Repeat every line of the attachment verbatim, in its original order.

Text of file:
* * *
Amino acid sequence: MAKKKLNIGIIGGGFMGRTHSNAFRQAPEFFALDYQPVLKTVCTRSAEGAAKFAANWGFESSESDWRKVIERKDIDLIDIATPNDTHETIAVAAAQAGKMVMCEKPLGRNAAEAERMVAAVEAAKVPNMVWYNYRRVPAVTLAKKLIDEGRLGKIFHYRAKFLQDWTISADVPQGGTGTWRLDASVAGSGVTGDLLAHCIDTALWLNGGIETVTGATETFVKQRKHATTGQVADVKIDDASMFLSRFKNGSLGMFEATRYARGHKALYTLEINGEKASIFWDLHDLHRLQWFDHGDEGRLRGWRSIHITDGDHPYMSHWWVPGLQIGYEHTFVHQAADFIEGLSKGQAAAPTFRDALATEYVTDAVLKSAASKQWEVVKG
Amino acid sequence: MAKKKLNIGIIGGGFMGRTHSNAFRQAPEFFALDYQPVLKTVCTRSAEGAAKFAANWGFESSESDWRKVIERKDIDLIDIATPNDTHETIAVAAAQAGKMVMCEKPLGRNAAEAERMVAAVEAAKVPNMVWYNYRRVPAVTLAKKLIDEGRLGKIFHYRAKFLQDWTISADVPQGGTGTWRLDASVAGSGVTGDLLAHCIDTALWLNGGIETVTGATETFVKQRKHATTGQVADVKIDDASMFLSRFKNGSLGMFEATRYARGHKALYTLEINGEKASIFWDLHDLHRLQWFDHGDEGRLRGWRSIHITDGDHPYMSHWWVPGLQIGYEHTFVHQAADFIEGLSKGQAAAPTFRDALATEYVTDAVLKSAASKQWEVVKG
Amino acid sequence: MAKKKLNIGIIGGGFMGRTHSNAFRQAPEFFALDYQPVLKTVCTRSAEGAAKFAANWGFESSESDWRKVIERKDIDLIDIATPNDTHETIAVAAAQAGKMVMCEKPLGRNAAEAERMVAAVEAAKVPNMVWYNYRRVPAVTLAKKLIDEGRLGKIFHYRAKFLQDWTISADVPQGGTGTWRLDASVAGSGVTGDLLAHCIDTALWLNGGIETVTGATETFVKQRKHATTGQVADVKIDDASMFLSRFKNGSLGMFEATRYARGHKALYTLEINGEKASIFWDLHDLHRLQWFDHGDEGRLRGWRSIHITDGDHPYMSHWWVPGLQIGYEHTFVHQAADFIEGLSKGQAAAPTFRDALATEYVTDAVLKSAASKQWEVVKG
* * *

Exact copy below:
Amino acid sequence: MAKKKLNIGIIGGGFMGRTHSNAFRQAPEFFALDYQPVLKTVCTRSAEGAAKFAANWGFESSESDWRKVIERKDIDLIDIATPNDTHETIAVAAAQAGKMVMCEKPLGRNAAEAERMVAAVEAAKVPNMVWYNYRRVPAVTLAKKLIDEGRLGKIFHYRAKFLQDWTISADVPQGGTGTWRLDASVAGSGVTGDLLAHCIDTALWLNGGIETVTGATETFVKQRKHATTGQVADVKIDDASMFLSRFKNGSLGMFEATRYARGHKALYTLEINGEKASIFWDLHDLHRLQWFDHGDEGRLRGWRSIHITDGDHPYMSHWWVPGLQIGYEHTFVHQAADFIEGLSKGQAAAPTFRDALATEYVTDAVLKSAASKQWEVVKG
Amino acid sequence: MAKKKLNIGIIGGGFMGRTHSNAFRQAPEFFALDYQPVLKTVCTRSAEGAAKFAANWGFESSESDWRKVIERKDIDLIDIATPNDTHETIAVAAAQAGKMVMCEKPLGRNAAEAERMVAAVEAAKVPNMVWYNYRRVPAVTLAKKLIDEGRLGKIFHYRAKFLQDWTISADVPQGGTGTWRLDASVAGSGVTGDLLAHCIDTALWLNGGIETVTGATETFVKQRKHATTGQVADVKIDDASMFLSRFKNGSLGMFEATRYARGHKALYTLEINGEKASIFWDLHDLHRLQWFDHGDEGRLRGWRSIHITDGDHPYMSHWWVPGLQIGYEHTFVHQAADFIEGLSKGQAAAPTFRDALATEYVTDAVLKSAASKQWEVVKG
Amino acid sequence: MAKKKLNIGIIGGGFMGRTHSNAFRQAPEFFALDYQPVLKTVCTRSAEGAAKFAANWGFESSESDWRKVIERKDIDLIDIATPNDTHETIAVAAAQAGKMVMCEKPLGRNAAEAERMVAAVEAAKVPNMVWYNYRRVPAVTLAKKLIDEGRLGKIFHYRAKFLQDWTISADVPQGGTGTWRLDASVAGSGVTGDLLAHCIDTALWLNGGIETVTGATETFVKQRKHATTGQVADVKIDDASMFLSRFKNGSLGMFEATRYARGHKALYTLEINGEKASIFWDLHDLHRLQWFDHGDEGRLRGWRSIHITDGDHPYMSHWWVPGLQIGYEHTFVHQAADFIEGLSKGQAAAPTFRDALATEYVTDAVLKSAASKQWEVVKG